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CPAP Versus Bilevel Pressure Support Ventilation in Cardiogenic Pulmonary Edema

This study has been completed.
Sponsor:
Information provided by (Responsible Party):
University Hospital, Rouen
ClinicalTrials.gov Identifier:
NCT00213681
First received: September 14, 2005
Last updated: June 17, 2013
Last verified: June 2013

September 14, 2005
June 17, 2013
November 2002
Not Provided
Improvement in PaCO2 at the end of ventilation
Same as current
Complete list of historical versions of study NCT00213681 on ClinicalTrials.gov Archive Site
  • Endotracheal intubation, myocardial infarction and mortality during the first 24 hours
  • Duration of the ventilation
  • Blood gases, vital signs
  • Time to transfer to medical ward
  • Time to hospital discharge
  • Easiness to use was evaluated by nurses
  • Patients operational tolerance
  • Complications of each ventilation mode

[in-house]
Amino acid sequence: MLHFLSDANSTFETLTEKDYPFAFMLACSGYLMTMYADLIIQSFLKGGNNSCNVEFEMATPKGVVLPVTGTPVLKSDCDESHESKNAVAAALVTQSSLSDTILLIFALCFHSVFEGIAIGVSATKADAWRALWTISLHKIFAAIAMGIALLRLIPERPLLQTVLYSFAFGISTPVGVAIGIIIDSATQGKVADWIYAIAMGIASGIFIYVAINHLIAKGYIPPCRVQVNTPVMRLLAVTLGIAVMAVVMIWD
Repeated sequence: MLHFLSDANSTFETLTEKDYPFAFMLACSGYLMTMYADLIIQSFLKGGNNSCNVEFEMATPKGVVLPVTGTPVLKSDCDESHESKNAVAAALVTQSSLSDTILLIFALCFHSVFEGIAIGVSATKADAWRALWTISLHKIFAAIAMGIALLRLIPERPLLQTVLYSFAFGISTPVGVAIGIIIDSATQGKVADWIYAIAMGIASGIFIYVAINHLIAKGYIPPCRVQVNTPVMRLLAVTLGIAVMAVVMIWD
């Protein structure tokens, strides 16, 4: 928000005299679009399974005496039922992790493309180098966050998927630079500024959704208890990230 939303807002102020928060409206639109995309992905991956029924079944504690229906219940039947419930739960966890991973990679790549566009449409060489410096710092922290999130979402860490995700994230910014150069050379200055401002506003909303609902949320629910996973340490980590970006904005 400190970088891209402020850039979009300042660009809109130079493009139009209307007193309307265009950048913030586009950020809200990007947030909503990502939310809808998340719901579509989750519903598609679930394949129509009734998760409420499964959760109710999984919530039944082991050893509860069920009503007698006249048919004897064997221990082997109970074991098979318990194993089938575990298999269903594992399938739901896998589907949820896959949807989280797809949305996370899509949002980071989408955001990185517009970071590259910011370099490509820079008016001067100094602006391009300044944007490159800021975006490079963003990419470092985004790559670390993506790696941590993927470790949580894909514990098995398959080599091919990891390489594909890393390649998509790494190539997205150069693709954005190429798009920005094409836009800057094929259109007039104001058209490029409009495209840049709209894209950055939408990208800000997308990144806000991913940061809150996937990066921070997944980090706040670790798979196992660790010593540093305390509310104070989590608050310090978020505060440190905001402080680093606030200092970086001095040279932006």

Same as current
Not Provided
Not Provided
 
CPAP Versus Bilevel Pressure Support Ventilation in Cardiogenic Pulmonary Edema
CPAP Boussignac Versus Bilevel Pressure Support Ventilation in Severe Acute Cardiogenic Pulmonary Edema

To evaluate whether bilevel positive airway pressure more rapidly improves ventilation than continuous positive airway pressure (CPAP) in patients with acute pulmonary edema. CPAP is delivered via a simple device connected to oxygen.

Not Provided
Interventional
Phase 3
Allocation: Randomized
Endpoint Classification: Safety/Efficacy Study
Intervention Model: Parallel Assignment
Masking: Open Label
Primary Purpose: Treatment
Severe Acute Cardiogenic Pulmonary Edema
Device: Boussignac CPAP - bilevel ventilation support
Not Provided
Not Provided

*   Includes publications given by the data provider as well as publications identified by ClinicalTrials.gov Identifier (NCT Number) in Medline.
 
Completed
Not Provided
March 2005
Not Provided

Inclusion Criteria:

  • age > 16 yrs, acute onset of severe respiratory distress, bilateral rales and typical findings of congestion on chest radiograph
  • breathing frequency of > 30/min, SpO2 >90%, use of accessory respiratory muscles
Both
Not Provided
No
Contact information is only displayed when the study is recruiting subjects
Not Provided
 
NCT00213681
2001/059/HP
Not Provided
University Hospital, Rouen
University Hospital, Rouen
Not Provided
Principal Investigator: Fabienne MORITZ, MD University Hospital, Rouen
University Hospital, Rouen
June 2013

ICMJE     Data element required by the International Committee of Medical Journal Editors and the World Health Organization ICTRP